Antioxidants in Food

By Dr Ananya Mandal, MD

Antioxidants are present in large amounts in several foods. However, actual amount of antioxidants in several plant products may differ due to several factors. These include:

  • soil type and chemistry
  • available nitrogen and levels of other plant nutrients
  • moisture levels
  • temperature
  • pests

It has been seen that plants which are exposed to stress are driven to synthesize antioxidants and are richer in these polyphenols and flavonoids.

Phenolic antioxidants are present in plants at concentrations up to several grams per kilogram. In general, levels are higher in the rinds and skins of the fruits rather than within them. A number of chemical assays have been developed to measure different antioxidants. In vitro assays are designed to test antioxidant levels in foods, while other assays measure levels in blood, urine or blood cells.

Antioxidant food sources

Some food sources of antioxidants include:

Food

Antioxidant Nutrients

Acorn squash, pumpkin, winter squash

Beta carotene

Apples

Catechins

Apricots, cantaloupe, peaches

Beta carotene

Beans

Catechins, vitamin E

Beets

Anthocyanins

Bell peppers

Beta carotene, vitamin C

Berries

Anthocyanins, catechins, ellagic acid (in raspberries and strawberries), resveratrol (in blueberries),vitamin C

Broccoli, greens, spinach

Beta carotene, lutein, vitamin C

Brown rice

Selenium

Carrots

Beta carotene

Chicken

Selenium

Citrus fruits

Vitamin C

Corn

Lutein

Egg

Lutein (in yolks); selenium, vitamin A

Eggplant

Anthocyanins

Garlic and onions

Selenium

Grapefruit, pink

Lycopene, vitamin C

Grapes, red wine

Anthocyanins (in red and purple grapes), resveratrol

Mango and papaya

Beta carotene, vitamin C

Milk

Vitamin A

Nuts, nut butters, oils, seeds

Vitamin E

Oatmeal

Selenium

Peanuts

Resveratrol

Prunes

Anthocyanins

Salmon, tuna, seafood

Selenium

Sweet potatoes

Beta carotene, vitamin C

Tea, black or green

Catechins

Tomatoes (canned)

Lycopene, vitamin C

Watermelon

Lycopene, vitamin C

Wheat germ, whole grains

Selenium, vitamin E

In addition to the above:

  • Linseed is the major source of lignans in the diet. Lignans are also found in other cereals, legumes and vegetables
  • Stilbenes are found in only low quantities in the human diet. Resveratrol is the most widely studied stilbene and is found in grape seeds, peanuts or knotweed roots. These stilbenes have cancer protective effects.
  • Flavonoids are divided into six classes including flavonols, flavones, isoflavones, Flavonols (catechins and proanthocyanidins), Flavanones and Anthocyanidins. Of these Flavonols are the most common flavonoids in foods.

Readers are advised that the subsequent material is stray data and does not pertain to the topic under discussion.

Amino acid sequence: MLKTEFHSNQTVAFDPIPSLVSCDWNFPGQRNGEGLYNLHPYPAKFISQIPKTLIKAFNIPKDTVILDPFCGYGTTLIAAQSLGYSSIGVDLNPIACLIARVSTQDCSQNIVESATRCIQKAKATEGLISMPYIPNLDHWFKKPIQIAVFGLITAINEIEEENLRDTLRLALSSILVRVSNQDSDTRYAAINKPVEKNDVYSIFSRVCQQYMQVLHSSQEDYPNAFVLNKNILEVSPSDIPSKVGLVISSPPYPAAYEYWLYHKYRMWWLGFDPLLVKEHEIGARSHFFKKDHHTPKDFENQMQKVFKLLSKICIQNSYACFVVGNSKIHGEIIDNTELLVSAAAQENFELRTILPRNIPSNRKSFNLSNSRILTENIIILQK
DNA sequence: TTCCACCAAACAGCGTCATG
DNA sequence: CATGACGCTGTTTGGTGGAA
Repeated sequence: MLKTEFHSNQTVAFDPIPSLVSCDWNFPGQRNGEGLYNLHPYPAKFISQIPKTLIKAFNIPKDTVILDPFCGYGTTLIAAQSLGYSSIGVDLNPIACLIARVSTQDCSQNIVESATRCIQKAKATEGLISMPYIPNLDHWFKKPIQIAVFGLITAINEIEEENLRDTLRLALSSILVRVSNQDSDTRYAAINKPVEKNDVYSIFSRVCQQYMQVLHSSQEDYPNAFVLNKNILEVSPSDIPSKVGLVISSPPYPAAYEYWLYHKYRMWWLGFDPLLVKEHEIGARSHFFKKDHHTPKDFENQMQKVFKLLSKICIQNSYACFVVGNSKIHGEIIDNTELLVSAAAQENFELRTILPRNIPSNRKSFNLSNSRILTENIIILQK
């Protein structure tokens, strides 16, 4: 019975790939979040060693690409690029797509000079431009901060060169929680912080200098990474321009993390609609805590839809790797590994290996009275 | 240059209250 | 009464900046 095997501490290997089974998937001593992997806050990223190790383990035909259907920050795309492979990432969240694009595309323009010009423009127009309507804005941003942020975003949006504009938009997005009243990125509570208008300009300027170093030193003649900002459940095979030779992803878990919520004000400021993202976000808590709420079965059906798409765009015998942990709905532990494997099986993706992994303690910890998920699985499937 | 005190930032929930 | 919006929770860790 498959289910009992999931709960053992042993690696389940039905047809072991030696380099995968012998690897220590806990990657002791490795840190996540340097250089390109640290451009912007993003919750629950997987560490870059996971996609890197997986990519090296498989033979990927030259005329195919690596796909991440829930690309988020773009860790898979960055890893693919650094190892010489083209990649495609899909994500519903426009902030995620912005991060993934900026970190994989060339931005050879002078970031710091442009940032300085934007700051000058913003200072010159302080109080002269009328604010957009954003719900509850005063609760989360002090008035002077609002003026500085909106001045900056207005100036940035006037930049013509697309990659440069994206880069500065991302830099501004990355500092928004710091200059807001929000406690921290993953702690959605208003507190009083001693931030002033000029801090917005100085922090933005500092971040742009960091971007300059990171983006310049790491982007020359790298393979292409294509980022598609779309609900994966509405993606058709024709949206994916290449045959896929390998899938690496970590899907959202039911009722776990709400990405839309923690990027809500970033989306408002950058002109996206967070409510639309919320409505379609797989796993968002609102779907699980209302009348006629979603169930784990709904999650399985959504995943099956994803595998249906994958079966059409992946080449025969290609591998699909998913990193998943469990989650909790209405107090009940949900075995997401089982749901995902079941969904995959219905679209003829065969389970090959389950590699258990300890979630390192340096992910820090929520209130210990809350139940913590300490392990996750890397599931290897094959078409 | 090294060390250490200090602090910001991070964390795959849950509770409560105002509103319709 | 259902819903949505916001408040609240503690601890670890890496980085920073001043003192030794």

Flavanols

The richest sources of flavonols are onions, kale, leeks, broccoli, and blueberries. Flavonol concentrations are highest in or near the peel or rinds of fruits since their biosynthesis is stimulated by light.

In green leafy vegetables, the outer leaves often contain flavonol concentrations more than 10 times the concentrations found in inner leaves. Also smaller fruits of the same species, compared to larger fruits, tend to have higher concentrations of flavonols due to the relationship between surface area and fresh weight.

Flavonols exist in both the monomer form (catechins) and polymer form (proanthocyanidins). Catechins are present in green tea and chocolate and in apricots. Red wine is another major source.

Flavones, isoflavanones and flavanones

Parsley and celery are important sources of flavones.

Isoflavones are found almost exclusively in legumes and soybeans.

Flavanones are found mostly in citrus fruits, tomatoes, mint etc.

Anthocyanins

Anthocyanins are pigments that give fruits and vegetables their color. Levels increase as fruits ripen and are highest in the skins and peels of fruits.

Reviewed by April Cashin-Garbutt, BA Hons (Cantab)

References

  1. http://www.nutritionj.com/content/supplementary/1475-2891-9-3-s1.pdf
  2. http://www.organic-center.org/reportfiles/Antioxidant_SSR.pdf
  3. http://voh.chem.ucla.edu/vohtar/fall06/classes/153C/pdf/Best%20antioxidant%20foods.pdf
  4. http://acudoc.com/Antioxidants.PDF
  5. http://ocw.jhsph.edu/courses/humannutrition/PDFs/Lecture8.pdf
  6. http://www.womenfirst.net/pdf/ADA/ADA_Antioxidants.pdf
  7. http://class.fst.ohio-state.edu/fst821/Lect/AA.pdf
  8. http://www.medlabs.com/Downloads/Antiox_acti_.pdf

Further Reading

Read in | English | Español | Français | Deutsch | Português | Italiano | 日本語 | 한국어 | 简体中文 | 繁體中文 | Nederlands | Русский | Svenska | Polski
Comments
The opinions expressed here are the views of the writer and do not necessarily reflect the views and opinions of News-Medical.Net.
Post a new comment
Post